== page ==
Craig McNamara, owner of Sierra Farms, is among the alumni who will be honored on Jan. 30. McNamara practices science-based organic farming and serves as a role model for the more than 2,000 people who visit his farm each year.
12.29.09 — All ski runs are not created equal
Ski slope grading, compared to clearing, is worse for plant abundance and promotes erosion.
10.9.09 — New GSM building opens
The GSM building, built to demanding environmental standards, opens on campus.
6.12.09 — UC Davis’ Sustainable Second Century
After celebrating its first century, UC Davis should focus on sustainability for next 100 years, says this UC Davis Magazine column.
3.20.09 — At home in nature
Get outside and reconnect to the real world at Stebbins Cold Canyon Reserve.
John Landers of Lago Sul, Brazil, '65, director of the Zero Tillage Farmers Association in the Central Savannah of Brazil, is one of the alumni honored
UC Davis has transformed the world in many ways, including through environmental contributions.
Arboretum Gateway Project will include a focus will be on the environment.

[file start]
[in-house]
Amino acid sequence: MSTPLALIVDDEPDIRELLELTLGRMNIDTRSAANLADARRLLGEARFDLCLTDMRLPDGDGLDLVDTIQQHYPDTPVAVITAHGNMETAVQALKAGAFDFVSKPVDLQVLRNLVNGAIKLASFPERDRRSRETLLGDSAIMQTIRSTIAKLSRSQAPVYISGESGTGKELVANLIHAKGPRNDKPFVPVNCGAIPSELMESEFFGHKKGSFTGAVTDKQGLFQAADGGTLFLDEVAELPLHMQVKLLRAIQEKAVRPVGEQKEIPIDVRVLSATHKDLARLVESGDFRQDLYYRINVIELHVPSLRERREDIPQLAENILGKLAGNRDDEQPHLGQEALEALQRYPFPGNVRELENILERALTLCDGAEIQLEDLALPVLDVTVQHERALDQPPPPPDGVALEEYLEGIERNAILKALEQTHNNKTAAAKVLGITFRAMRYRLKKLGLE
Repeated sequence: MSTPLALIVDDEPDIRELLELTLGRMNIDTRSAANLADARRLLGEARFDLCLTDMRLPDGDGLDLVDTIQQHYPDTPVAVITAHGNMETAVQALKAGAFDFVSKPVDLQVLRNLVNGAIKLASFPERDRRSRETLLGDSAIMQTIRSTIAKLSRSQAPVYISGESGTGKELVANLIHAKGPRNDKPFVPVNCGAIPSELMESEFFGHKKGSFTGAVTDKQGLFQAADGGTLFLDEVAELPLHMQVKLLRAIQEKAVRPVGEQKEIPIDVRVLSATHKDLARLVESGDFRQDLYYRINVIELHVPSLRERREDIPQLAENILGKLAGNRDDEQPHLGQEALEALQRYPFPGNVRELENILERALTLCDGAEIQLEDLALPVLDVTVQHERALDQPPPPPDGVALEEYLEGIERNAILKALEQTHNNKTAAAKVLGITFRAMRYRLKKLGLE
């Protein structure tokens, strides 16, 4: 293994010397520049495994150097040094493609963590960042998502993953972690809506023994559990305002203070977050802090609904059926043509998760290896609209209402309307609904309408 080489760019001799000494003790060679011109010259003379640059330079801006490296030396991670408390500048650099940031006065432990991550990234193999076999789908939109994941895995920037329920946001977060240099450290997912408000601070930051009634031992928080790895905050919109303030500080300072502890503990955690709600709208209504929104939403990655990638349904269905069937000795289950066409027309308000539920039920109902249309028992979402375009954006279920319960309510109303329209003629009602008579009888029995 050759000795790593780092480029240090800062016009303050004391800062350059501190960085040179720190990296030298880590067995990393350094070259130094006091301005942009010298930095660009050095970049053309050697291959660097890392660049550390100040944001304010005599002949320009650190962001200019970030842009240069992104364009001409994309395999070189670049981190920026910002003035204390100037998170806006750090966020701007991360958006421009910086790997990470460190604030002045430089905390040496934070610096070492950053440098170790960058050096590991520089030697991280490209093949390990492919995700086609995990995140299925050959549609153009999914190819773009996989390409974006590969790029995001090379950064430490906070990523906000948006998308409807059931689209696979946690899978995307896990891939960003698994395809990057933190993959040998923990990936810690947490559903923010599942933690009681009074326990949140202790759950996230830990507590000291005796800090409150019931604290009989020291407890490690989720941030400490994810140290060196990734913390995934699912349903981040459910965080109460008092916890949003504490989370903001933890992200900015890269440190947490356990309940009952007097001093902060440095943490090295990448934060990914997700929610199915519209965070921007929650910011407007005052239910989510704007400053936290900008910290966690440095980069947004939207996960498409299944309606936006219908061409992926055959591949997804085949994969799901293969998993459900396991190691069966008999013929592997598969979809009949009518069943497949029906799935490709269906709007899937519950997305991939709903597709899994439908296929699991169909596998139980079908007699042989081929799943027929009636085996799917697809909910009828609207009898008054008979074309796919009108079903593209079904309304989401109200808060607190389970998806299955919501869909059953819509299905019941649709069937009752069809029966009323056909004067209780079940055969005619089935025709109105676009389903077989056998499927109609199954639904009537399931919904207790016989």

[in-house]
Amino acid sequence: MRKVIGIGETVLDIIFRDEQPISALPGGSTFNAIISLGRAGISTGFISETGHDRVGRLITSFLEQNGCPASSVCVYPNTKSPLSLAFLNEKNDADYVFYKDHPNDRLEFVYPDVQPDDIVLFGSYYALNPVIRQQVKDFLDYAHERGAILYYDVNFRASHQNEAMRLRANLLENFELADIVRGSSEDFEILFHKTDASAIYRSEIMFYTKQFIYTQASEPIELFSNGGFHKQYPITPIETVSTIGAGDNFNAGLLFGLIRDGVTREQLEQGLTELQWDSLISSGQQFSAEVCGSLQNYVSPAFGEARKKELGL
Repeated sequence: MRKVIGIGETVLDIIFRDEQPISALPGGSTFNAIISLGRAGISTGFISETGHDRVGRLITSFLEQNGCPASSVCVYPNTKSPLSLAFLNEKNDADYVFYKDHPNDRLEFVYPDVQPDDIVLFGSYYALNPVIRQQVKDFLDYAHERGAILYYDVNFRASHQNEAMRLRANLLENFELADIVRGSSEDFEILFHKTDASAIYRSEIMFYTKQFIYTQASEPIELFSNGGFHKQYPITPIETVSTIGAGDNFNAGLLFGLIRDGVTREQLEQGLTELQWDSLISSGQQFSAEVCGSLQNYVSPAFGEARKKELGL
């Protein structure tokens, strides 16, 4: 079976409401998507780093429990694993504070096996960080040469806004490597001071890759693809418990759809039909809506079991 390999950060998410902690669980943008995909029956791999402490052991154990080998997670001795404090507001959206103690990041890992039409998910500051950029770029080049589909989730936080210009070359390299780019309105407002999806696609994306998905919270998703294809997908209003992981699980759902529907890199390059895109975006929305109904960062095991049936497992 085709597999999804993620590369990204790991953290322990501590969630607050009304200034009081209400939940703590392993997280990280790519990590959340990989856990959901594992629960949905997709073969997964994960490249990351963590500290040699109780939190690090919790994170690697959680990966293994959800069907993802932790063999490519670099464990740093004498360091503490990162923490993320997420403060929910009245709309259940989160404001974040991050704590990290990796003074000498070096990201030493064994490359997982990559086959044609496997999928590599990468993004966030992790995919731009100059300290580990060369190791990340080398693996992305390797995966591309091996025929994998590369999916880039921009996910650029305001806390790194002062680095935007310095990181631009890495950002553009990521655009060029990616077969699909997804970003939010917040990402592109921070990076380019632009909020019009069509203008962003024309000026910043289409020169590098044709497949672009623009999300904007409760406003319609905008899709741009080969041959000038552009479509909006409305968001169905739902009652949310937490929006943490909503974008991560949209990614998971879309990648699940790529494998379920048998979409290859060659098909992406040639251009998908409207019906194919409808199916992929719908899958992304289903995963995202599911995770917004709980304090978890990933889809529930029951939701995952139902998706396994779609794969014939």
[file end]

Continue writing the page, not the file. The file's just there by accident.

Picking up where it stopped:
A new Environmental Stewardship and Sustainability office will coordinate universitywide efforts on sustainability, seed money will support new projects, and a new committee will advise the chancellor on sustainability.
6.13.08 — Planting the Seeds of Change
“Sustainability” is a concept that has its roots in agriculture. Student farm slideshow included.
3.14.08 — Beyond the Bottom Line
M.B.A. grads bring sustainable business practices to their work.
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UC Davis researchers are reporting the largest successful use of integrated pest management in the commercial floriculture industry.
10.13.06 — Savoring an ‘edible’ landscape
The Grounds division is tending a half-dozen planting beds filled with edibles at the Plant and Environmental Sciences Building.
10.13.06 — The grounds for earthly success
UC Davis' Grounds program earned a Grand Award in this year's Green Star Awards program.
Arboretum receives grant for new education programs.
10.21.05 — Key themes reflected in new faculty hiring
A competition to identify the campus's highest priorities will add new faculty positions to programs that include those that focus on sustainability.
UC Davis researcher believes the trend away from large trees in urban development is a costly mistake.
Plans are for an environmentally-sound Tahoe Center for Environmental Sciences./progress/climate/renewable_energytopicsBusinessBuildingsEnergyWaste reductionLandClimatePolicysite://s2c.ucdavis.edu/progress/climate/renewable_energys2c.ucdavis.edurenewable_energyRenewable Energy at UC DavisRenewable Energy at UC DavisUC Davis is active in procuring renewable energy. Among the recent projects, the campus has rooftop solar, a biodigester, and the UC Davis Large Solar Power Plant started producing renewable energy in August 2015 to meet approximately 14 percent of the Davis campus electricity needs.